Even if you have a D600, you have a relatively new camera. Even though the D750 is more "pro" than the D600 or D610, it's not big enough of a change to justify another camera purchase over $2000. Though the D750 is better all around, in many ways, it is like a generational upgrade to the D610, and as the saying goes, you get more value for your money when you skip at least one generation before your next purchase. Long story short, if you shoot primarily landscapes or portraits, the additional benefits of the D750 are minimal.
Yep, this is your camera to buy, but it's not the same as the one that you are using. Wonder why the model designation is "D750" instead of "D620"? That's because Nikon has historically had a lot of success with sevens; think D70, D700 and D7000. If you think that's silly, what are the chances that Nikon will use the name "Coolpix B" for some future camera? In every way, the D750 is an upgrade for anybody who is still using a D700... except that it's not a pro-body style. No full metal body, consumer button layout, camera limited in niggling little ways like the 1/4000s max shutter speed.... Though there is quite a bit of push-back to the notion, the true successor to the D700 was the D800; the D750 is a downmarket camera that has the benefit of newer technology.
You are most likely shooting at a level beyond the scope of this blog, but even then, the virtues of the D750 as a backup camera to the D810 speak for themselves.
On paper, the D750 looks like a credible Canon 5D Mark III competitor. It really isn't; just as the price would suggest, it slots between the 6D and the 5D Mark III. The Nikon D750 is a downgrade from the 5D Mark III in terms of build quality and autofocus performance, though it is better in terms of still photo image quality. Both cameras with their respective kit lenses will be similarly priced, though the advantage goes slightly to Nikon as the AF-S 24-120mm f/4 VR is for the most part a sharper lens than the Canon EF 24-105L. For those who depending on their Canon's for professional videography, the D750 is unconvincing; it's good but it's not enough to justify switching gear setup. The D750 can do 60 fps full 1080p, where as the Canon tops out at 30 fps. However, the specs are not directly comparable between the two cameras, as Nikon rates the D750 at 54 Mbps maximum logical, whereas the 5DmIII is All-I at 91MBps or IPB at 31 MBps. In actual practice, the difference in video quality is not solely determined by the spec numbers, as there are also differences in encoding (which are beyond the scope of this blog at present.) Traditionally, Canon video output tends to have less moiré and aliasing issues than Nikon cameras due to the way that the data is read off the Canon sensors. That isn't to say that you can't do professional quality video with the Nikon; that's something of a myth due to the large numbers of Canon-based video crews. In fact, the higher lower ISO dynamic range is a definite plus for the D750, and in general, the Nikon output is slightly crisper-looking coming out of the camera. However, if the D750 is a 5DmIII competitor, it's a competitor for new users, not existing ones; there isn't enough to justify a switch for most users.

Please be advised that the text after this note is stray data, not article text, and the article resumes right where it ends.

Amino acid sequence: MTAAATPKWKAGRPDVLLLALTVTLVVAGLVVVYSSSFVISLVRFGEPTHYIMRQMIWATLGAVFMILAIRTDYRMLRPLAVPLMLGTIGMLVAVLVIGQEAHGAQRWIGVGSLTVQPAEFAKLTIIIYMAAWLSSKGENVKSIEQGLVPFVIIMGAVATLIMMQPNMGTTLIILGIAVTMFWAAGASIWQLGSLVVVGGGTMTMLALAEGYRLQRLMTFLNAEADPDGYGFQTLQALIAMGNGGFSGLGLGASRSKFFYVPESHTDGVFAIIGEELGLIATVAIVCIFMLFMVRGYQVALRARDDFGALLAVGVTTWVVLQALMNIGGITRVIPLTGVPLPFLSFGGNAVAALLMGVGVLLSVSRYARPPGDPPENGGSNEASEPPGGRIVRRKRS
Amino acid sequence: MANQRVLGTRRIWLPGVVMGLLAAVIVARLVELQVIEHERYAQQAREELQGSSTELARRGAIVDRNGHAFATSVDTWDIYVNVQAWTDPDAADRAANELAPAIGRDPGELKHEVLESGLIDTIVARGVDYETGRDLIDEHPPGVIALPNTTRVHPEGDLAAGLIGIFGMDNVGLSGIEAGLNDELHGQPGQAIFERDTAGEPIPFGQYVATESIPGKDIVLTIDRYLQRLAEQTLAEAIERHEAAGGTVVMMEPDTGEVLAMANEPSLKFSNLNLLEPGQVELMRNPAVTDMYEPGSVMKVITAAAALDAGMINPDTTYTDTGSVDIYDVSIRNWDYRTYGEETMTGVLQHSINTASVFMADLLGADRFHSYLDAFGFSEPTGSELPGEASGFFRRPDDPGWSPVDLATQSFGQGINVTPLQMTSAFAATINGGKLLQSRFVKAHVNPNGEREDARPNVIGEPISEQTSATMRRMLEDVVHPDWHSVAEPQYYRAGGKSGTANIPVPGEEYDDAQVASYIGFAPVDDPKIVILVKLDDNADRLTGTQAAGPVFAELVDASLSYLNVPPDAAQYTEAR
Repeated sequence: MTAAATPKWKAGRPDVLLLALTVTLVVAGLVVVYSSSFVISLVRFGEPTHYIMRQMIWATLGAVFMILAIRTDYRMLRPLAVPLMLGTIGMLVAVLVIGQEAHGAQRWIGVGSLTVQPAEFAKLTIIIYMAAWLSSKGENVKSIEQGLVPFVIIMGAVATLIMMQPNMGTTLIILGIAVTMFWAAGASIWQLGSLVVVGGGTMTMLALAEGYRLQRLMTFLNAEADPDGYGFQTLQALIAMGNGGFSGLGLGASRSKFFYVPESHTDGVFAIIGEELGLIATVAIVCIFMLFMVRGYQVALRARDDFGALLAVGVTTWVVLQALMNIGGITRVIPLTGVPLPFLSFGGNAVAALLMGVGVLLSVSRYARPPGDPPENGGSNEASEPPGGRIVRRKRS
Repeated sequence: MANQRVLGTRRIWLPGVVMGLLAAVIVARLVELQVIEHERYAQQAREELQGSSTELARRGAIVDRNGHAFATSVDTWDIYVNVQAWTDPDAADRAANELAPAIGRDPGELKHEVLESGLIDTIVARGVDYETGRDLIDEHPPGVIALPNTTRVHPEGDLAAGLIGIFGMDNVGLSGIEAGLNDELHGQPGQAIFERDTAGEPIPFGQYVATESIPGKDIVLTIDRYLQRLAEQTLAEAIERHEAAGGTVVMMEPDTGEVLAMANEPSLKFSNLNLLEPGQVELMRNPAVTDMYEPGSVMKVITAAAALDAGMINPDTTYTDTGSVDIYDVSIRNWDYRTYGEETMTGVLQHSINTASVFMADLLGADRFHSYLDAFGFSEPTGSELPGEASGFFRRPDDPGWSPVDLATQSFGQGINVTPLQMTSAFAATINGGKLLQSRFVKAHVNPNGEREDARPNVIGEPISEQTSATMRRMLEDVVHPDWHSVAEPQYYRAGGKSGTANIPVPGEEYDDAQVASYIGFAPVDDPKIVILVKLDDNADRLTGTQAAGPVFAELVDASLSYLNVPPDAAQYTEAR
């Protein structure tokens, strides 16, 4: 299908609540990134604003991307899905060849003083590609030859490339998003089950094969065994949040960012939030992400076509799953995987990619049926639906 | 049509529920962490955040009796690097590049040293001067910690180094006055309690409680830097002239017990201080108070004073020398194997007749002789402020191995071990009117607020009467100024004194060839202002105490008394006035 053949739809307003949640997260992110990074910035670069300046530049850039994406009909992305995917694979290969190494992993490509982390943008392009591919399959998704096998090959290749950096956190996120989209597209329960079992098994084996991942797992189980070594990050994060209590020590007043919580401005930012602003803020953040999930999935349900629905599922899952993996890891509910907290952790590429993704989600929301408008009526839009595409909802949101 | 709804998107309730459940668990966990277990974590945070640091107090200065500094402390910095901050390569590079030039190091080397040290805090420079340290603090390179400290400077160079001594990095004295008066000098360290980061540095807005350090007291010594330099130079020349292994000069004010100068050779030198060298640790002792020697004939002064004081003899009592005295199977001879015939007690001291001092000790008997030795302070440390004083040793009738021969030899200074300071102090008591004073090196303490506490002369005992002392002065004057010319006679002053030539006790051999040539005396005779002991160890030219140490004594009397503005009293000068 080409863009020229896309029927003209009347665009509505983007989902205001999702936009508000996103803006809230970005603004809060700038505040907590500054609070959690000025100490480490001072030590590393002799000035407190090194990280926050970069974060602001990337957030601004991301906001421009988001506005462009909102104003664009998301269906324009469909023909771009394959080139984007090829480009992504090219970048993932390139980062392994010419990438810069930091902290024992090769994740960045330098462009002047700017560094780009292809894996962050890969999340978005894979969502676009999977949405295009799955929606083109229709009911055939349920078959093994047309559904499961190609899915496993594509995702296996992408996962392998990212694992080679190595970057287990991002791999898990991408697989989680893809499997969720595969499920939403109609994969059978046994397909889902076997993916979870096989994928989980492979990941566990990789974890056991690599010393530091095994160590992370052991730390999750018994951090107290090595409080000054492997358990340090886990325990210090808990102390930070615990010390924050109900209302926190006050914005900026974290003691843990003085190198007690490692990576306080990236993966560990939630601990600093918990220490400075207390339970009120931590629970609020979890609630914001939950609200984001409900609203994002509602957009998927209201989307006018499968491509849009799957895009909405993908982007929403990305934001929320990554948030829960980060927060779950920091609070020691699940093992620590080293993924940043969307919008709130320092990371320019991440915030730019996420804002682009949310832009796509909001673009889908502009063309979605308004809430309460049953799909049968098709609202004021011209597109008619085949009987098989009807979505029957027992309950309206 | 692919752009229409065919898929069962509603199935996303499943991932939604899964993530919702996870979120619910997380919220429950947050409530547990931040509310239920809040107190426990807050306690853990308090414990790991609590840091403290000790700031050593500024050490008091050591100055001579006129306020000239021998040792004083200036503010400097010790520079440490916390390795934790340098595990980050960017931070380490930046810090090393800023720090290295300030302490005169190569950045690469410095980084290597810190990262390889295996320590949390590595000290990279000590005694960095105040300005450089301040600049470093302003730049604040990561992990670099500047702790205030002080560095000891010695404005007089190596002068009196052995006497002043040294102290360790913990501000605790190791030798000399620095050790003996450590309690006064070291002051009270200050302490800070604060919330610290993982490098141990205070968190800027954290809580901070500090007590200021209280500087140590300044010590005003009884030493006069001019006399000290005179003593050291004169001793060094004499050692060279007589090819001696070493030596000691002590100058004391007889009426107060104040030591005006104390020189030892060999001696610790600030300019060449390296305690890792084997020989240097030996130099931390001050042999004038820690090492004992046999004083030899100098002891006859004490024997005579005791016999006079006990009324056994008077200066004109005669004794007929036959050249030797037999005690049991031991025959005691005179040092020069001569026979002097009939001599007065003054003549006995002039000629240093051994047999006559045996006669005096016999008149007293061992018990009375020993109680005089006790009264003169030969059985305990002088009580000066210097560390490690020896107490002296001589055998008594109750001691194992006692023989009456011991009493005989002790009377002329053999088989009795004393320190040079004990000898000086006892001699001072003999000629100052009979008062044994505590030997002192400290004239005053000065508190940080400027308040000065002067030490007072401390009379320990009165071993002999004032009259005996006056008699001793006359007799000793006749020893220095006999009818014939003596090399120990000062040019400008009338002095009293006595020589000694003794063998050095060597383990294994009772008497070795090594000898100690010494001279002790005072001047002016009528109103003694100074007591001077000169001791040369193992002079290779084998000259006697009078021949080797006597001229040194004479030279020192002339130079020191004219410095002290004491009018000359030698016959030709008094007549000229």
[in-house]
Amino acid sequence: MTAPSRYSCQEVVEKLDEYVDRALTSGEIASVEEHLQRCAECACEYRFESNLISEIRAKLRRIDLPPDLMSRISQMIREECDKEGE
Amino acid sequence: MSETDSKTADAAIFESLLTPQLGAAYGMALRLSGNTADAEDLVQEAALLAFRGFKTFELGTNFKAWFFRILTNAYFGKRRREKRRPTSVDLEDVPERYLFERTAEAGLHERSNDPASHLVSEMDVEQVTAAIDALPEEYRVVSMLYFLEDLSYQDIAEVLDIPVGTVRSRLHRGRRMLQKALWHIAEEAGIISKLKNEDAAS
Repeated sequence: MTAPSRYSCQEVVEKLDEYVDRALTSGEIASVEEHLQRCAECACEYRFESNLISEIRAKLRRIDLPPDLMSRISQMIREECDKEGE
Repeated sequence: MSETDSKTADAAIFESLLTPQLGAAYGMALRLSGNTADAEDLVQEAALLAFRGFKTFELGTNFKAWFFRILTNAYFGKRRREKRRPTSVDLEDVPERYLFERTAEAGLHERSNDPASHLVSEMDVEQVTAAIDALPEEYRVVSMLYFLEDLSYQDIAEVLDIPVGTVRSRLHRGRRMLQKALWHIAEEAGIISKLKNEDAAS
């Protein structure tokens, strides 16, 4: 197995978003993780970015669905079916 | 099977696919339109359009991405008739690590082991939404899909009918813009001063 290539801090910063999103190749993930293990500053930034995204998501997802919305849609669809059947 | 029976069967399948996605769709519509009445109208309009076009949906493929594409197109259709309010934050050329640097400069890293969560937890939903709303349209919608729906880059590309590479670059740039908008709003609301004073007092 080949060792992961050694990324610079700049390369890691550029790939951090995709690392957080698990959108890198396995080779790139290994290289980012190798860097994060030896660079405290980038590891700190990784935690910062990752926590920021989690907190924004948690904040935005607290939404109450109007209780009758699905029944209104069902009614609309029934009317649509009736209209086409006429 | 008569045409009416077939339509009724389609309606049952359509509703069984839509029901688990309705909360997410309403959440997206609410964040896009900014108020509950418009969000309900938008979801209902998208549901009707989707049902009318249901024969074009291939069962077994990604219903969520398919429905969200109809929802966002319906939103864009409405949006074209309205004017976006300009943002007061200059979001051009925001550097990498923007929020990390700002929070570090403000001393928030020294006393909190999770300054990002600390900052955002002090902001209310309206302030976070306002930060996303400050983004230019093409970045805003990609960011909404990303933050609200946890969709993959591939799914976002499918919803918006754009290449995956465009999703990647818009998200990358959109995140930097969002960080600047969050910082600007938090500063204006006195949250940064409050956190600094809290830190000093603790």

Veiled Lens Flare Issue
Update 1, January 2015: Some early D750 units exhibited a phenomenon where a dark band would occur across flare in the upper portion of the image frame. It's caused by a variance in the AF module mounting height; on some units, the edge of the autofocus module sits just high-enough that it can shade flare in such a way as to create an abrupt cutoff in the flare pattern. This is a phenomenon that doesn't seem to affect all units, and is actually quite difficult to reproduce because it only occurs with strongly back-lit subjects where the light is situated at a relatively narrow angle. Pointing the camera straight into a bright light source won't do it, the light has to be situated just a bit off-frame and coming in a very specific angle. The dark band can be mitigated by using a lens hood or by shading the lens with your hand, and can be completely avoided if you shoot the scene with the camera upside-down and right the image in post-processing.
Of course, this is no help if you are deliberately trying to invoke lens flare as a picture element (creative portraiture, hipster photographer, etc..) It's definitely a bug, not a quirk.... for one thing, bug's are fixable. It's an annoyance, but not a catastrophic one... and Nikon seems to have learned their lesson from the D600 saga by acknowledging the issue early. If it seems as though Nikon has been bug prone with their camera launches, it certainly is the case, though this and the D810 long exposure noise issue are extremely minor, both in scope and severity when you consider the troublesome issues that the D800 left-side AF alignment and D600 debris issues were. If you are looking at a D750, the flare issue should not be the deciding factor on whether or not to purchase one.